Backgrounds: the power of suggestion!
We have worked on how to put story characters in motion—both human characters and canine characters!
Ultimately, in a story, we want to put characters together in a scene. I’m going to utilize the two characters we worked on—a girl and a dog—to create a story scene.
To create a complete scene, we really need a background. This gives the characters a world to live in, which strengthens the world of your story.
However, when creating such a drawing, it is so easy to feel overwhelmed by the very thought of drawing a background. It can seem like an impossible amount of work, but it really doesn’t have to be!
Take a look at the illustration above. I wanted my two characters to be out for a walk in a park. When thinking of a park, you may think of trees, grass, flowers, benches, children playing… you may think of a multitude of details. And that would be a great deal to draw in your background illustration, for sure.
The secret of creating backgrounds is: you do not need to draw all of that! Instead, you can simply suggest it. The illustration above has a big tree. This tree is not even fully drawn. It’s just some lines with shading, it only shows a small part of the tree but it suggests a much larger form. And, around the top of the illustration, I drew a bunch of loose circles to suggest the tree’s leaves.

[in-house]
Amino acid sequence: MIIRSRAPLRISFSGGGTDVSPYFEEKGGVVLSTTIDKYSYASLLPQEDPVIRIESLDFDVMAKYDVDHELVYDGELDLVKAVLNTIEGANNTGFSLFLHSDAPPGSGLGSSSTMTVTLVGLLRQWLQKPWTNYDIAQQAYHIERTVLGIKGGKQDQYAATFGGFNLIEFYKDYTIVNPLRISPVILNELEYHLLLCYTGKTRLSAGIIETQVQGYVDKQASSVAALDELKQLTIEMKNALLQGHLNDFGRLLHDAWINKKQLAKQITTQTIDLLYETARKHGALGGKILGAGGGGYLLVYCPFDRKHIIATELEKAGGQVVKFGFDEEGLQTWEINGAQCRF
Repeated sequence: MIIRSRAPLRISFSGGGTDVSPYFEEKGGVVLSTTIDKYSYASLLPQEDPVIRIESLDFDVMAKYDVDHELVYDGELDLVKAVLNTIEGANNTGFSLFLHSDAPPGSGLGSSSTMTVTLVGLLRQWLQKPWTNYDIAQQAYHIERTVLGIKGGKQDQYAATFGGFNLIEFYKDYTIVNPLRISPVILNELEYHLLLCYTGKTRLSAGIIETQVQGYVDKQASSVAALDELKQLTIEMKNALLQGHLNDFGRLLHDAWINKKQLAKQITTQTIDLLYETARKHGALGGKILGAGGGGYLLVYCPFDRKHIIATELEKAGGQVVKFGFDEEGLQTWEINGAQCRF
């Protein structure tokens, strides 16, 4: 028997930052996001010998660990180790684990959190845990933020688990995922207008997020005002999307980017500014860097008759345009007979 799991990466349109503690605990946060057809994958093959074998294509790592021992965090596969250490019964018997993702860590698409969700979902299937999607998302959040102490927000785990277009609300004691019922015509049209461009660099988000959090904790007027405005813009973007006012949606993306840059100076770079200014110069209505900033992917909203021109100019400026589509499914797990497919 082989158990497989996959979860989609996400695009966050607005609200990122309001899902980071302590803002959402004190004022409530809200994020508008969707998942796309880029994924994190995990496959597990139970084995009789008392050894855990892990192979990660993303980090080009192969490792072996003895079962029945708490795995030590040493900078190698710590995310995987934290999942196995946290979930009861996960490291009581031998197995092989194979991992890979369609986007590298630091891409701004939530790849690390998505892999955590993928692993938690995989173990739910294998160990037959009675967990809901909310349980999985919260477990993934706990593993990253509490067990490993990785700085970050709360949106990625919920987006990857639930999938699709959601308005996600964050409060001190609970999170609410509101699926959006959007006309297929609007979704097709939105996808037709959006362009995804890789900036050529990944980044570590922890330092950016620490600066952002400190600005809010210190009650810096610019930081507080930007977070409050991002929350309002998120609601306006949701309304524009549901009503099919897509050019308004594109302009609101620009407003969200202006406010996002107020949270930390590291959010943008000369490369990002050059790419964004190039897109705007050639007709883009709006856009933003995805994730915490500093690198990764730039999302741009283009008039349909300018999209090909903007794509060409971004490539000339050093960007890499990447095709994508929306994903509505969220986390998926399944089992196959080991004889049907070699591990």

Now look above at the grass. It’s simply a bunch of scattered lines! Uneven circles on the ground suggest small rocks and dirt. And the flowers are just a group of circles bunched together!
In looking at this illustration, a reader will, all on their own, imagine even more details in their mind: the park benches and children playing, more trees, and so on. But I don’t have to draw them all!
Practice this with your next drawing. Include some background details, but not all of them. Suggest more complex objects by using simple lines and circles! Pick out a few details to put in the background and, if you do this well, your reader will imagine the rest!